Sandra Freeman | goBalto
Outsourcing different aspects of the clinical study process is a growing trend; 64 percent of trials are currently outsourced. Of those that don’t currently, 54 percent plan to outsource in the future*. Sponsors outsource to clinical research organizations (CROs) to control operational and infrastructure costs and allow them to concentrate on what they do best – drug development.
*Source: October 2013, Clinical Informatics News conducted a survey within the biotechnology and pharmaceutical sector on Outsourcing Clinical Trials. The purpose of the study was to determine which areas of clinical trials are outsourced, the challenges faced, and why companies make the decision to outsource.
Although there are obvious benefits to outsourcing, it creates new challenges around quality, oversight, collaboration, and governance. With outsourcing, processes and systems are often duplicated or disparate. Sponsors, CROs, and sites use their own SOPs and processes, resulting in a duplicated effort and data entry.
Furthermore, there are challenges around CRO and site benchmarking and governance. Sponsors can’t benchmark CRO and site performance across studies and it is difficult to identify bottlenecks and monitor CROs and site performance. Separate systems can also pose potential compliance risks.
What’s needed are systems and environments of “trusted collaboration” that facilitate centralized communication and collaboration in order to keep all parties aligned on shared goals and processes.
Redundant processes increase the time required to complete tasks — these delays result in increased costs. These redundancies occur most often when sponsor and CRO SOPs require that they perform the same task; without visibility into each other’s processes and they unwittingly perform the same work. Collaborating organizations should document, share, and compare their internal processes to identify the redundancies. Documenting processes in a project management tool or, even better, using a workflow-driven process automation tool helps teams visualize and analyze processes. Efficient, repetitive processes, supported by intuitive data systems and specialized teams concentrates resources and the right talent where it’s most effective.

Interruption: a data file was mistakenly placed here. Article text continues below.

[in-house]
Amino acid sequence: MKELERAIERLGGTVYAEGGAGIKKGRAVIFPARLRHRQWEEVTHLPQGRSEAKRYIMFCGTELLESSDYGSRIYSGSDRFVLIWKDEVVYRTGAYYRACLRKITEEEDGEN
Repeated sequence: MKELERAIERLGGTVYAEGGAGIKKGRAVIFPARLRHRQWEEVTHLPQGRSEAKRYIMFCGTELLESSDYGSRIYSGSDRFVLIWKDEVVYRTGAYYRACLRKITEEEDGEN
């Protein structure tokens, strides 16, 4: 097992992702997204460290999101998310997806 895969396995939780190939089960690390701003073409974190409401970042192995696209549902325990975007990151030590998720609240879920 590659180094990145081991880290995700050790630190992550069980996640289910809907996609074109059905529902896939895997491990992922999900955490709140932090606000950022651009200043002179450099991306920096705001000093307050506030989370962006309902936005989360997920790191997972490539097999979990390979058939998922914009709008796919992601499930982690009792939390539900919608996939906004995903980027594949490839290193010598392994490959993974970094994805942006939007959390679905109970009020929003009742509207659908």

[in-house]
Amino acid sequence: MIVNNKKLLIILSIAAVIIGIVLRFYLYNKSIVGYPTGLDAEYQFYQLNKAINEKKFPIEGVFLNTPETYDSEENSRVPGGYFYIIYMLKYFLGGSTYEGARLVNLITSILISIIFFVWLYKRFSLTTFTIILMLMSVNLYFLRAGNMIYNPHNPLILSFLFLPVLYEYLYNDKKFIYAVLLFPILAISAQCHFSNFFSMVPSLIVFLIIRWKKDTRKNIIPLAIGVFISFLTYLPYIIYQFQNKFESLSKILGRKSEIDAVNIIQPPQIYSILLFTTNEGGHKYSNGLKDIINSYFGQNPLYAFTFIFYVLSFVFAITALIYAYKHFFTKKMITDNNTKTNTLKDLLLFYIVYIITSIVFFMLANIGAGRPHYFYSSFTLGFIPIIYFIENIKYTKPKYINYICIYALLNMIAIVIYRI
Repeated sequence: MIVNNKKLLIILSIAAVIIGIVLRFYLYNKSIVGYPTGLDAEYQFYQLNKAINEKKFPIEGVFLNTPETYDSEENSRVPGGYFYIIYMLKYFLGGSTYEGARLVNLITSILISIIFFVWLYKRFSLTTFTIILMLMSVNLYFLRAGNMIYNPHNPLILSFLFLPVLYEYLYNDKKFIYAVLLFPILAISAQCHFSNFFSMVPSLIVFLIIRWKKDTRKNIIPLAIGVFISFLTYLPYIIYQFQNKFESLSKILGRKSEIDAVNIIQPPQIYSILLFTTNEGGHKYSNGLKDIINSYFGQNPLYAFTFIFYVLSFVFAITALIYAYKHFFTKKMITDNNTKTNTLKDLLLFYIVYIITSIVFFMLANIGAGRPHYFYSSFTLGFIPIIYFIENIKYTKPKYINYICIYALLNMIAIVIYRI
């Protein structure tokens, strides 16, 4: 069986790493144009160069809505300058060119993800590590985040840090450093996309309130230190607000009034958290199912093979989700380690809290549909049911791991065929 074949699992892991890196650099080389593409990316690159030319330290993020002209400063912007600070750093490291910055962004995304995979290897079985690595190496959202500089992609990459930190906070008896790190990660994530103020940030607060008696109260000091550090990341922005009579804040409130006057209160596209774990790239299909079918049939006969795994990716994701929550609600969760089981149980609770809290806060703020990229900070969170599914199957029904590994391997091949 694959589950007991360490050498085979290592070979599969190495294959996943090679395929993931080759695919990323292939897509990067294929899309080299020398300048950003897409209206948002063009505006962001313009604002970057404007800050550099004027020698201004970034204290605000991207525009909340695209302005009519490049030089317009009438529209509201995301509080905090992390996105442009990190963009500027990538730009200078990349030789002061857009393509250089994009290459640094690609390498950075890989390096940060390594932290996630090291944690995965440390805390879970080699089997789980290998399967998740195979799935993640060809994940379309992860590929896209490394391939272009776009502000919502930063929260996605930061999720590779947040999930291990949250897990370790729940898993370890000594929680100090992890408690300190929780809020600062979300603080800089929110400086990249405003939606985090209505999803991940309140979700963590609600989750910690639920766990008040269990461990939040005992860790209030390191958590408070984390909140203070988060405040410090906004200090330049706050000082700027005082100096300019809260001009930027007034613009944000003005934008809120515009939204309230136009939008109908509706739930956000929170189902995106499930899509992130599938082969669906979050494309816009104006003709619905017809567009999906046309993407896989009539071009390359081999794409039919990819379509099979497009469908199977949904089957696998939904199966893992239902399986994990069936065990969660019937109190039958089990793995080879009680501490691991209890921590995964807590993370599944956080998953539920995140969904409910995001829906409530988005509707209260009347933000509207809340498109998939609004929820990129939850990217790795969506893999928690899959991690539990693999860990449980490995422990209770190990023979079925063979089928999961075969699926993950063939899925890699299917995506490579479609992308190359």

When sharing systems, the system owner can own the data and metrics generated through process tracking. This data can be leveraged for performance predictions across a portfolio or therapeutic area, can derive performance indicators for service providers to induce sponsors to engage with them and can help proactively identify bottlenecks or issues with information exchange or collaboration.
For example, a clinical unit director runs 10 studies on an indication using three CROs. Without a central system of data collection and collaborative processes, she will have great difficulty determining which processes were most efficient because the data used to access benchmarks were maintained in different systems and collected using different criteria. By sharing systems and processes, she can enforce best practices for all engaged CROs, she can benchmark the performance of CROs working on similar projects, improve predictability, and eliminate bottlenecks. Shared data also improves compliance because teams are using the same systems and processes resulting in the same desired outcome.
Defining the “gold standard” or a data dictionary that defines how study performance data is used and interpreted is critical to achieving data integrity. This data should also be shared to prevent duplications and inconsistencies between sponsor and CRO. Quality performance data enables all parties to analyze the metrics and make solid data-driven decisions, often in real-time. Systems today can be integrated using APIs to enable partners to connect their systems to facilitate sharing, thereby decreasing the potential for errors resulting from inconsistent data handling or analysis.
Having a centralized, single sign-on system or portal, can reduce the friction experienced by users who are required to learn and use multiple systems and manage multiple passwords; it also encourages system utilization. Using a single system can reduce the need to train users on different systems and allows them to interact with and grow expertise using one system. This not only saves costs, but enables users to become more productive as their experience with the single system deepens.
Organizations that have clear processes and expectations can more effectively train staff and realize repeatable, consistent results. For example, a protocol approval for the German regulatory authority does not change frequently. If an organization doesn’t have this process well documented, each person that manages a protocol in Germany must research and interpret the authority’s regulations and those of their own organization and possibly a sponsor organization; this could lead to lack of compliance with the submission to the regulatory authority, lost time, and costly mistakes.
During the site identification process, sponsors and CROs often request information already provided by sites during previous trials. Maintaining a consistent, supervised database of site performance metrics, such as site startup cycle times, site ethics requirements, facilities, capabilities, and staff documents and details can enable easy access to site information and set sponsors and CROs up for a more efficient data-driven targeted site selection process.
As outsourcing continues to increase, sponsors and CROs must work on ways to collaborate by building on the strengths of each organization and utilizing information and resources in a more uniform, consistent manner. Systems that centralize work, provide data on process flows and support compliance and collaboration across organizations should be considered as a means to support the organization’s goals and objectives.